Joe Louis Barrow Jr. didn’t have to look far for inspiration.
His father, Joe Louis (pictured, above), isn’t just regarded as one of the greatest boxers of all time, but was one the first African Americans to have a cultural impact in the United States.
Even on the golf course. In 1952, Louis, who was as passionate about golf as he was about boxing, was invited to play as an amateur in the San Diego Open. He’d become the first African American to play in a PGA Tour event.
Following in the footsteps of his father, Joe Louis Barrow Jr. has also left an impact, parlaying a successful business career into his role as CEO of The First Tee, a positive youth development organization that introduces the game of golf and its values, such as honesty perseverance and sportsmanship, to young people.
In 18 years at the helm of First Tee, Joe nurtured it into a multimillion-dollar organization with more than 170 chapters across all 50 states, with an additional three overseas. Since 1997, The First Tee has reached an estimated 13 million young people, including three-time PGA Tour winner Scott Piercy.
Under Joe’s leadership, First Tee’s network of chapters grew substantially; the National School Program evolved from a pilot project to full implementation in thousands of elementary schools; and through a partnership with the Department of Defense, The First Tee programs have been made available to children of U.S. servicemen and women.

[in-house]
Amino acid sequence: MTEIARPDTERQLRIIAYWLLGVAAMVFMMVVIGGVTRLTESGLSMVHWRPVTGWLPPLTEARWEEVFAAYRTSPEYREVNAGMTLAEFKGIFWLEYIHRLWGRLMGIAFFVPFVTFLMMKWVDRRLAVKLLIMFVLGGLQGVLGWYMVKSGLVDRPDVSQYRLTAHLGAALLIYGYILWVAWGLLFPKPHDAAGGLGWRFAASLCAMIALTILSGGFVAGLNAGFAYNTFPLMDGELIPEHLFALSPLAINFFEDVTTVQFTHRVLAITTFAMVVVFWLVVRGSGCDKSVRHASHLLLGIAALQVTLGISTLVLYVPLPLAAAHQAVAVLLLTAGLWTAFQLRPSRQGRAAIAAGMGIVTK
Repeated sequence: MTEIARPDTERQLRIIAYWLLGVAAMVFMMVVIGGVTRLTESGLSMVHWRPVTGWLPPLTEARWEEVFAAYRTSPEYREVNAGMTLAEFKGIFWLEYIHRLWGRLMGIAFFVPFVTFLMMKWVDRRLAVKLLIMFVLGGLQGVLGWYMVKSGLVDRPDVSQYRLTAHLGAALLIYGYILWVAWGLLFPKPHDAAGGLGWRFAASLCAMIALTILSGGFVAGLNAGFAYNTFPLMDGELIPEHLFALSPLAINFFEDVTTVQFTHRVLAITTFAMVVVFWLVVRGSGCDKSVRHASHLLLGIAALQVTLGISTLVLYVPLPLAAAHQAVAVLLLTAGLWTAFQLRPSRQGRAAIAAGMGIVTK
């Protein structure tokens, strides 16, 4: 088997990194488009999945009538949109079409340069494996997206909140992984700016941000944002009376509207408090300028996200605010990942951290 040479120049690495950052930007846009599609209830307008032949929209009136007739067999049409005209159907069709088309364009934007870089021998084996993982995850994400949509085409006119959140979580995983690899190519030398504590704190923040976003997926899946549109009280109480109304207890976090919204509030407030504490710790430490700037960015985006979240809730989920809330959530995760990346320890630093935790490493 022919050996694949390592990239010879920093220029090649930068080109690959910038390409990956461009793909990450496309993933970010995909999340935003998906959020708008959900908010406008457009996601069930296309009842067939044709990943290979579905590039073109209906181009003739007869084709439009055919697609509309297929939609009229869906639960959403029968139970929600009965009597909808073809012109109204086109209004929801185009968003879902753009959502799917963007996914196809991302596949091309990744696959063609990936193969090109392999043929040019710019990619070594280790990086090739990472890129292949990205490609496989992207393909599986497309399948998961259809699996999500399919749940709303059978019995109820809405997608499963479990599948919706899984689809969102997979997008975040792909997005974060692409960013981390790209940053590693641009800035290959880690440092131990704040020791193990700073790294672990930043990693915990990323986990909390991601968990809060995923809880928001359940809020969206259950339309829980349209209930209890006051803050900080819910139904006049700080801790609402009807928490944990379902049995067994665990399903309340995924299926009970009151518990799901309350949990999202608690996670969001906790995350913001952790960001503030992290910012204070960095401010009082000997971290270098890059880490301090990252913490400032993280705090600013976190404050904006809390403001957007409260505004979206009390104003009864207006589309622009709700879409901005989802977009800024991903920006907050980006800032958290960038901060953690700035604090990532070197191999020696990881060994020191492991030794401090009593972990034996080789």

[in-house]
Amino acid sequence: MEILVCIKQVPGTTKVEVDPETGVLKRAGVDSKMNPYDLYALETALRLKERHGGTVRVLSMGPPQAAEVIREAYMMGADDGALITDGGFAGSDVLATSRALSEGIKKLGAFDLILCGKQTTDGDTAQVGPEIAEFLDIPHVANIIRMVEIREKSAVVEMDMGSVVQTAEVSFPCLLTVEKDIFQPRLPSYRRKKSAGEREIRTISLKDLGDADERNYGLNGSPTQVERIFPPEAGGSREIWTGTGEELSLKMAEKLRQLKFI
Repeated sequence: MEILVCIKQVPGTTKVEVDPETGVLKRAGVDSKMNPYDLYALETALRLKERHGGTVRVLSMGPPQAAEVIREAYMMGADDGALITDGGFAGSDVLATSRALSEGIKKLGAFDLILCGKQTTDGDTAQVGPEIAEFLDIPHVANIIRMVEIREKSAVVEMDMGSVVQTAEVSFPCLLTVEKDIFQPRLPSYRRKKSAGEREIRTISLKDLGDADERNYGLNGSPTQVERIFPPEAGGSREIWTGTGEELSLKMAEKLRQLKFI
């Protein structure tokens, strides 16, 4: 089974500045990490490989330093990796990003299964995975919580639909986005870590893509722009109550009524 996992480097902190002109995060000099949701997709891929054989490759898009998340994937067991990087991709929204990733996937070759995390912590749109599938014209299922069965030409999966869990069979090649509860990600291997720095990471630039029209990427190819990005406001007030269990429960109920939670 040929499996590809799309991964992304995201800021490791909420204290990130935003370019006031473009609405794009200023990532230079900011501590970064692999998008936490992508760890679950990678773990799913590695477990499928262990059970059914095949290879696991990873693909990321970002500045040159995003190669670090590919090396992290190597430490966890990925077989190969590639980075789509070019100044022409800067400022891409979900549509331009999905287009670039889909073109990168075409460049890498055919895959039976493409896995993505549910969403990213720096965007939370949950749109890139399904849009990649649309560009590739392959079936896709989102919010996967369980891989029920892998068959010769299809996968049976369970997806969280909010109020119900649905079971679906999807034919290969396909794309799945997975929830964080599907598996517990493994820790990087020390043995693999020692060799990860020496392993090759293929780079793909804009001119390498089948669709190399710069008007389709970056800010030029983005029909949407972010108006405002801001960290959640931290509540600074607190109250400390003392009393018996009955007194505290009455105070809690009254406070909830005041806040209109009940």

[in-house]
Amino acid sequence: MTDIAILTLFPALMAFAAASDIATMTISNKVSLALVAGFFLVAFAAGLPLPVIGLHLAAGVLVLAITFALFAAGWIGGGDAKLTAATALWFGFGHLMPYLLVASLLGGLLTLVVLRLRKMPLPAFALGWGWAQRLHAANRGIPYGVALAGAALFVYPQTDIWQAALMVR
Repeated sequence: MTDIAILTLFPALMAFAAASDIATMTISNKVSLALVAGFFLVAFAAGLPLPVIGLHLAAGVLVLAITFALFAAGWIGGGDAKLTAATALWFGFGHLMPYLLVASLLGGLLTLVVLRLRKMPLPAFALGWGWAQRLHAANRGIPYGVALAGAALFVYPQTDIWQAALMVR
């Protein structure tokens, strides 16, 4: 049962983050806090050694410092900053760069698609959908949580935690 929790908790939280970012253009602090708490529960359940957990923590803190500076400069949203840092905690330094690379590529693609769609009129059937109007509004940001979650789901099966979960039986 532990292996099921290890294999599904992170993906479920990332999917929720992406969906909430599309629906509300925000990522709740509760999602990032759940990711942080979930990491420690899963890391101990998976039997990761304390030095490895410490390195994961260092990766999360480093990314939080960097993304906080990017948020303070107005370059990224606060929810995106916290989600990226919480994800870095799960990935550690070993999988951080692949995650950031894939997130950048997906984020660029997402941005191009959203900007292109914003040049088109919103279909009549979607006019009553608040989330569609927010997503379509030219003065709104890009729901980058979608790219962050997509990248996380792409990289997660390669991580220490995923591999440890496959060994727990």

As part of his goal of spreading smiles across kids’ faces, in 2004 Joe oversaw the creation of The First Tee Open, a PGA Tour Champions event held at Pebble Beach Golf Links and Spyglass Hill (formerly Poppy Hills) that features the legends of golf competing side-by-side with First Tee juniors.
Currently also serving on a variety of local and national boards, including the National Golf Foundation and American Junior Golf Association, Joe Louis Barrow Jr. was inducted into the National Black Golf Hall of Fame in 2011 where he joined his father.
In 2016, he was inducted into the NCGA Hall of Fame. A year later, he retired as CEO of First Tee. His legacy there, however, remains.
I have the greatest respect for Joe Barrow. He’s done a fantastic job of leading The First Tee. Without Joe, The First Tee, I don’t think, would have gotten where it is.”
– Jack Nicklaus, Trustee of The First Tee
“You’re the one that gave it [The First Tee] life, who gave it energy. You’re the one who took those nine values and inserted them into the program… You’ve done a great job, Joe.”
– Gen. Collin Powell, Founding Chairman, America’s Promise Alliance